Puerto Rico Then and now

Hurricane Maria left millions of Americans without power, water or shelter. Puerto Rico’s recovery has been slow and, at times, painful. See what life is like on the island a year later.


San Juan

CNN’s Leyla Santiago covered the category 4 storm as it made landfall. She returned often in the following months.

“Some point out progress. Others note they have a long way to go. But they all tell me they will never be the same.”


FEMA says the response to Maria was the largest and longest to a domestic disaster in US history. Massive flooding damaged more than half a million homes. Many families are still rebuilding.

17-year-old Marytere Santos’ house flooded up to this water line.

Toa Baja, September 2017

CNN met Santos when she climbed aboard a rescue truck with only a backpack and a trash bag of her belongings.

Toa Baja

Santos gets emotional when she thinks about how lucky her family is and how much her community supported her after the hurricane.


After Maria, Puerto Rico’s already weak electrical grid failed. It took nearly 11 months to restore power across the island. Some communities are still running on generators.

Humacao, October 2017

Angel St. Kitts didn’t have power or running water when CNN visited him a month after Maria.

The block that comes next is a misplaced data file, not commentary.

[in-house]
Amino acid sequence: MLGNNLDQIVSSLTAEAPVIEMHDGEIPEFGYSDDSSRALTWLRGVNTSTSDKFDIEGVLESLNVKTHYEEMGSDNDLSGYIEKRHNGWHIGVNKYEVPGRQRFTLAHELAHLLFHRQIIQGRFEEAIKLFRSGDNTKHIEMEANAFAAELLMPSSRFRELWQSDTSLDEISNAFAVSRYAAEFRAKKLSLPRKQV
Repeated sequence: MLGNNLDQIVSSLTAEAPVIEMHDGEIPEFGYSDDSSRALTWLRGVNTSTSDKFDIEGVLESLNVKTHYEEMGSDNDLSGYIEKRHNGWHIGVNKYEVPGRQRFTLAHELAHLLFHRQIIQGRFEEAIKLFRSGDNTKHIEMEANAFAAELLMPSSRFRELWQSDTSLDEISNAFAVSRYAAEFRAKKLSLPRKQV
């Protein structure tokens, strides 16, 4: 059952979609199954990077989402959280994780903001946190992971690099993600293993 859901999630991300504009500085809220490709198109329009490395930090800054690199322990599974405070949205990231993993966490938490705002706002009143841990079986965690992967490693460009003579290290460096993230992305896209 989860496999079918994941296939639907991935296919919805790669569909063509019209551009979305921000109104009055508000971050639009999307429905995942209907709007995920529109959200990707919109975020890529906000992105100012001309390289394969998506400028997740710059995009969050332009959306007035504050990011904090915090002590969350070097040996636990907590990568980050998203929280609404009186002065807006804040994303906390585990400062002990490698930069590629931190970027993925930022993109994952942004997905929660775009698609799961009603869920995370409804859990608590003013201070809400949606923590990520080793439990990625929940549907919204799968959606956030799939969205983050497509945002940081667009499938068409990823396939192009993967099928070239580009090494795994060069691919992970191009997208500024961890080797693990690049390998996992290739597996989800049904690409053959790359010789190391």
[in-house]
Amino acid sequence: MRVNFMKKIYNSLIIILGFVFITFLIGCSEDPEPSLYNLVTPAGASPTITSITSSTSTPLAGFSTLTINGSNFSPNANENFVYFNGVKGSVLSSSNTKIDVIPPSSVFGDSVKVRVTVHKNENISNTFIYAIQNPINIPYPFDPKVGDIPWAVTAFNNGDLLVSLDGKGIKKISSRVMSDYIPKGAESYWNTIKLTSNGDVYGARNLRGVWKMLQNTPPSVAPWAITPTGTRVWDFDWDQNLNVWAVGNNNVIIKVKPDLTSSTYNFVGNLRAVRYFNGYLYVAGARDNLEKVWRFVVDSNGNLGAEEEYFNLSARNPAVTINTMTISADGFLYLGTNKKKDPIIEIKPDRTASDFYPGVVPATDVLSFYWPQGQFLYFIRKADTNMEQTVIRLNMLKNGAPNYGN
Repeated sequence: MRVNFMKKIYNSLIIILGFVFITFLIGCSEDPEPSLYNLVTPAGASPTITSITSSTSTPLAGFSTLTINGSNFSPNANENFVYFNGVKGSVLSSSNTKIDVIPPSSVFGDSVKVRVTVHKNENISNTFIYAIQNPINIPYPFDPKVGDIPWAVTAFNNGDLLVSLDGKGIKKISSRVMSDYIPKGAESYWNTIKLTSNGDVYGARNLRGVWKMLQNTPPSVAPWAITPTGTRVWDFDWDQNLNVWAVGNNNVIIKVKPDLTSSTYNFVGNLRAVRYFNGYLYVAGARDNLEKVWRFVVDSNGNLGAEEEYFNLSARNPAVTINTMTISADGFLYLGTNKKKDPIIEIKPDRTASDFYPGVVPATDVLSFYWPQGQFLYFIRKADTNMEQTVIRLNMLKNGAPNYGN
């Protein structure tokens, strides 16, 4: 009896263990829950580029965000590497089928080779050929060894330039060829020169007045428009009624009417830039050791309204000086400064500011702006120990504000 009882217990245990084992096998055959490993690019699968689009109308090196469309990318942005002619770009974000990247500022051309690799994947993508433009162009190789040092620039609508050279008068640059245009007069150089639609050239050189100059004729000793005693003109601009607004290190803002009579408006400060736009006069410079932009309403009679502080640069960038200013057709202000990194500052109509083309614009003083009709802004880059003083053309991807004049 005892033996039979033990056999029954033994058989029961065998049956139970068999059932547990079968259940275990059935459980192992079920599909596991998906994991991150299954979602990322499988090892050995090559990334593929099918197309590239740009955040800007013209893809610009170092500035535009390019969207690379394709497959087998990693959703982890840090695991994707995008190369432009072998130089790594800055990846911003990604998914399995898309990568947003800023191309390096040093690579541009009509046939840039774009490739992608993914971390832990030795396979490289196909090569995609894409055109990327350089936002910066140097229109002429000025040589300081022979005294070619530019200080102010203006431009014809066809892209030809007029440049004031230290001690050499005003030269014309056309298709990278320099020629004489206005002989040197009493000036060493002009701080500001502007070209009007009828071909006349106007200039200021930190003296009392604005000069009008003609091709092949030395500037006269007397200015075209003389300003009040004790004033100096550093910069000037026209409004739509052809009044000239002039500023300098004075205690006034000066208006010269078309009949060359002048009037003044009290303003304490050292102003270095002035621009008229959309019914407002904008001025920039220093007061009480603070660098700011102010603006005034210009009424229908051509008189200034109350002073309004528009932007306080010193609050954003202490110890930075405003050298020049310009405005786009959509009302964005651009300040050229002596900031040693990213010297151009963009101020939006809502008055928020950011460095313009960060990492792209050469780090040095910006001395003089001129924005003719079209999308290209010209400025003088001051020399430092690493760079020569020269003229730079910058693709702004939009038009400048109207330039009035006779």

St. Kitts has power now but says his life is far from normal.


Blue tarps were given to homeowners without roofs. Meant to be a 30-day fix, they are still visible around the island.


It was almost a year before Carmen Rivera had a permanent roof over her head. She said it was installed one week before CNN revisited her in August 2018.


Rivera says the hair on her arms stand up whenever she sees rain coming.

"When the water was at my waist, I didn't think I would survive. I am grateful God gave me a chance."

Carmen Rivera

In December, the government said 64 lives were lost. In August, the official death count was raised to 2,975 people.


After Maria, just 400 of Puerto Rico’s 16,700 miles of road were passable due to debris and landslides.


Today traffic is flowing, but the government says it needs $647 million to finish repairing roads and bridges.


When CNN met David Iturrino he was delivering bottles of water to a community cutoff by mudslides. It took 5 months to fully restore the island’s main water service.

“Maria abruptly changed our lives. I lost everything and at my age I can’t start over from where I started.”

David Iturrino, 71


Schools were turned into shelters after the storm. The majority welcomed students back in December 2017.

Nannete Rivera says she rebuilt her classroom with a lot of love.

“We had students that didn’t even have a home. School became their safe space.”


What Brenda Medina wanted most was for CNN to tell the world she was alive. Maria wiped out Puerto Rico’s communication services.


The island is back online after large portions of the grid were rebuilt, but officials know they are forever vulnerable in a hurricane.

The trauma caused by Maria lingers. Yet where there is resiliency there is hope.

Hope that reconstruction will finish. Hope that tourists will return …

Hope that once again Puerto Rico will be seen as the Island of Enchantment.

Story by: Leyla Santiago, Claudia Morales, Jeremy Moorhead

Video contributors: Adolfo Ibarra, Jose Armijo, John Rubenstahl, McKenna Ewen

Development & Design: Marco Chacón, Alicia Johnson, Sean O’Key